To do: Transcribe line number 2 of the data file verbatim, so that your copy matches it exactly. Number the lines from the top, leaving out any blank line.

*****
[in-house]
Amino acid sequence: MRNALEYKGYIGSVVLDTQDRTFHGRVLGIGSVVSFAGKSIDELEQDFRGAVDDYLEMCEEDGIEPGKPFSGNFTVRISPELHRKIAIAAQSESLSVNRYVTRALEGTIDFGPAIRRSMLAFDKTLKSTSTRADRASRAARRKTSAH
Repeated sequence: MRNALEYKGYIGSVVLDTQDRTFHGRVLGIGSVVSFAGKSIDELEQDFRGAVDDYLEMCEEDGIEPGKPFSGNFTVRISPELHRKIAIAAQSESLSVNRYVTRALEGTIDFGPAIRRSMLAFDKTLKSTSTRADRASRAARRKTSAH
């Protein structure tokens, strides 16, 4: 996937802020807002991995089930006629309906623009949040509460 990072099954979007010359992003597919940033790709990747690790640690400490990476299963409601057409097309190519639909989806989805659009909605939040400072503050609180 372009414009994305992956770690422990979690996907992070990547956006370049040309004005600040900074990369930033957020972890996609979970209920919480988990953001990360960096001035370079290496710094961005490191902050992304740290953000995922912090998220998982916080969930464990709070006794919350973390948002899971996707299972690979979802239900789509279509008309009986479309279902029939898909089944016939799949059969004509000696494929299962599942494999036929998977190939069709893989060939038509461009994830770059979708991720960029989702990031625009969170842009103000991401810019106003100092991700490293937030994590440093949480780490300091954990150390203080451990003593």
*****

Amino acid sequence: MRNALEYKGYIGSVVLDTQDRTFHGRVLGIGSVVSFAGKSIDELEQDFRGAVDDYLEMCEEDGIEPGKPFSGNFTVRISPELHRKIAIAAQSESLSVNRYVTRALEGTIDFGPAIRRSMLAFDKTLKSTSTRADRASRAARRKTSAH